American Vacation Time/Holidays

In the United States, people live to work while in other areas of the world people work to live. Or at least, this is a common stereotype about Americans and people who live in other parts of the world. The average working American gets two weeks (sometimes three if theyre lucky) of vacation time a year while it isnt uncommon for individuals living in Spain, Italy and other parts of Western Europe to have the entire summer off, which is something that shocks Americans when they visit Madrid or Rome in the middle of the summer. In the news weve heard about workers in Western Europe facing a cut in their social benefits, however, their vacation time is never touched (Geoghegan 2010). Meanwhile, American workers employed during this desperate financial time are not taking their vacations in fear of losing their jobs if they do or of appearing not committed enough (hence replaceable) to their employers. There is something to be said for having a balance between life and work. It can be argued that is an individual isnt well-rested and doesnt feel adequately appreciated and compensated for their work (which includes compensation as vacation time), they wont be as good of workers as they can be. Working too much can also have detrimental effects on a persons health, which is one of the reasons this problem needs to be addressed in the United States. What do other countries do? How are countries like Italy, France and Spain able to offer their employees four, six and sometimes eight weeks of vacation time a year (2010)? This paper will address some of the differences in employee benefits and attitudes in the United States and Western European countries and will examine some of the benefits of offering individuals more vacations and longer holidays. It will also touch on some of the ideological factors involved.

In the CNN article entitled “Why is American the no-vacation nation?,” Pawlowski (2011) states that if you like to take vacations and see the world, dont live in the United States.

While the United States does have a handful of national holidays (e.g., the 4th of July, MLK day, Presidents day, Christmas and New Years), most companies only offer their employees two weeks of paid vacation a year. If one is lucky, they might get three weeks of paid vacation, however, many companies do not like their employees taking off more than one week at a time (2011). Many American companies also expect their employees to be on-call or to check in during their holidays (2011). How does one do that while hiking in the mountains of Peru or relaxing by the sea in Italy? Many employees think of a vacation as a time when you simply work from somewhere else (2011) and they arent wrong in thinking it.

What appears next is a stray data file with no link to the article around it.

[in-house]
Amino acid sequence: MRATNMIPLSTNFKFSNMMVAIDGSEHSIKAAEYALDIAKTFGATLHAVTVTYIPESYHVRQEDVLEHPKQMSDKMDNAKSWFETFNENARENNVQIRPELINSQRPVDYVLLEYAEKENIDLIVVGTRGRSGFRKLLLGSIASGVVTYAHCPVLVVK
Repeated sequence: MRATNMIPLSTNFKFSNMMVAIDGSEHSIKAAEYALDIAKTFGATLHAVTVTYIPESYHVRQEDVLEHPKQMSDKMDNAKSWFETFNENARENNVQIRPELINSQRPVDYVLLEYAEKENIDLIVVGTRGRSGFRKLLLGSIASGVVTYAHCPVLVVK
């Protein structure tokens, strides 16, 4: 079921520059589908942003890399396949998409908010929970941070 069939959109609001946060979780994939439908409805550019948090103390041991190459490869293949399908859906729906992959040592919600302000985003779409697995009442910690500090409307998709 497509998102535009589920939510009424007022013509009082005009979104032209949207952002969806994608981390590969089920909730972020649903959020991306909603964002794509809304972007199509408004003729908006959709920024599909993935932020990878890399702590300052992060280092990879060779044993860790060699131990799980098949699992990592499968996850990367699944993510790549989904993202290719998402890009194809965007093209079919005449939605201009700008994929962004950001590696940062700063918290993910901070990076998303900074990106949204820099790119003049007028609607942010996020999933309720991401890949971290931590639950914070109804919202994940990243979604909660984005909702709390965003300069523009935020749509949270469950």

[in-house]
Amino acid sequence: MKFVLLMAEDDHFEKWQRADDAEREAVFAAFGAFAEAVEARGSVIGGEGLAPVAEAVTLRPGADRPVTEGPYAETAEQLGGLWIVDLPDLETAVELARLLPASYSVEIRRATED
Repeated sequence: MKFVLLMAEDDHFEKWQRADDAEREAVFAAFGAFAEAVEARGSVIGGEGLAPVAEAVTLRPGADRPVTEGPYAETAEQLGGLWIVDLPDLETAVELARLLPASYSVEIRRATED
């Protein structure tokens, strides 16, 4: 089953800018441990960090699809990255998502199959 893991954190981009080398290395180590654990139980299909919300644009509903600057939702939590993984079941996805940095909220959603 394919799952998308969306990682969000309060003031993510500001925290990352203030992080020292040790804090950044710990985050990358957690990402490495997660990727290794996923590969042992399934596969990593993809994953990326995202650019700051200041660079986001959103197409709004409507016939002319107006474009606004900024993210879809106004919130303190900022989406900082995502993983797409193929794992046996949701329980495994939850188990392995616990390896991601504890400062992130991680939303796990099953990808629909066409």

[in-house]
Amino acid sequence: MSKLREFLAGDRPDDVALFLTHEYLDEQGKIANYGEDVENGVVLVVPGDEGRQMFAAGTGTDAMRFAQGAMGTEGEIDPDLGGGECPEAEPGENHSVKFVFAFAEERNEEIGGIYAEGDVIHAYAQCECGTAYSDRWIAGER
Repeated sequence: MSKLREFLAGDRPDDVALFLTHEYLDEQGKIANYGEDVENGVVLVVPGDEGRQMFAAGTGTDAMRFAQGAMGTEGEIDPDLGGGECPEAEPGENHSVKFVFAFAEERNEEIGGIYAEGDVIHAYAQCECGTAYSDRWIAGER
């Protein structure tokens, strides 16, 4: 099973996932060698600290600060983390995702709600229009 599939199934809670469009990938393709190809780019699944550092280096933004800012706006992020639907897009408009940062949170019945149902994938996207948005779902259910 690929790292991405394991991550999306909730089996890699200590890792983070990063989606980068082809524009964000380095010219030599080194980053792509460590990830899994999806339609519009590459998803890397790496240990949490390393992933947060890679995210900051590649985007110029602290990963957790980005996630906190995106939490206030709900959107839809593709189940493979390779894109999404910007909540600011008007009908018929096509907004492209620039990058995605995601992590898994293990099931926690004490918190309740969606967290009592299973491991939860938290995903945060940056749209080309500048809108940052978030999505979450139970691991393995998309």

Pawlowski (2011) notes that only 57% of U.S. workers use all of their entitled vacation days while 89% of workers in France use the days they are entitled. In Germany, the average worker gets six weeks of paid vacation a year, plus national holidays; this is considered the norm (2011). Pawlowski (2011) also states that it is typical for Germans to take off three consecutive weeks in August when the country pretty much shuts down. This is not to say that Germans dont work as hard as Americans because they do; however, perhaps they consider their family life just as important as their work life. In American culture, individuals identify themselves by what they do and the longer hours they put in, the more successful they feel as an individual. However, even though our culture prizes the diligent worker, studies show that the worker who does not take adequate time off suffers personally as do their family and even the employer in the long run (Quigley 2011).

One of the main reasons for the discrepancy in vacation in different parts of the world and in the United States is that paid vacation time is often mandated by law in many.

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